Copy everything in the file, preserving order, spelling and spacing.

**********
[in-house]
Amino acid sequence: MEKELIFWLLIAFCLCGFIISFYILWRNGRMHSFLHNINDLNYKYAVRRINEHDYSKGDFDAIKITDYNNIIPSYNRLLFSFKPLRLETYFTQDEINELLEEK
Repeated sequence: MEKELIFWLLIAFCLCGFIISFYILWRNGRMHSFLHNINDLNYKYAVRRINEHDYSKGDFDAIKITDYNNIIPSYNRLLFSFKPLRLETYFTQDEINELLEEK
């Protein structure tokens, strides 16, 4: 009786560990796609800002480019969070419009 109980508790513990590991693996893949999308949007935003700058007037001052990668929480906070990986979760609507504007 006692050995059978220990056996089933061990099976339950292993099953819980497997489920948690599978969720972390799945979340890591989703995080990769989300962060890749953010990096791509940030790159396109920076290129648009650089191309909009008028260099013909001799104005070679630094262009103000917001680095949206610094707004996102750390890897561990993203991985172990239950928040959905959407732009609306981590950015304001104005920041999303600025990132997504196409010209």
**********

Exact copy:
[in-house]
Amino acid sequence: MEKELIFWLLIAFCLCGFIISFYILWRNGRMHSFLHNINDLNYKYAVRRINEHDYSKGDFDAIKITDYNNIIPSYNRLLFSFKPLRLETYFTQDEINELLEEK
Repeated sequence: MEKELIFWLLIAFCLCGFIISFYILWRNGRMHSFLHNINDLNYKYAVRRINEHDYSKGDFDAIKITDYNNIIPSYNRLLFSFKPLRLETYFTQDEINELLEEK
């Protein structure tokens, strides 16, 4: 009786560990796609800002480019969070419009 109980508790513990590991693996893949999308949007935003700058007037001052990668929480906070990986979760609507504007 006692050995059978220990056996089933061990099976339950292993099953819980497997489920948690599978969720972390799945979340890591989703995080990769989300962060890749953010990096791509940030790159396109920076290129648009650089191309909009008028260099013909001799104005070679630094262009103000917001680095949206610094707004996102750390890897561990993203991985172990239950928040959905959407732009609306981590950015304001104005920041999303600025990132997504196409010209």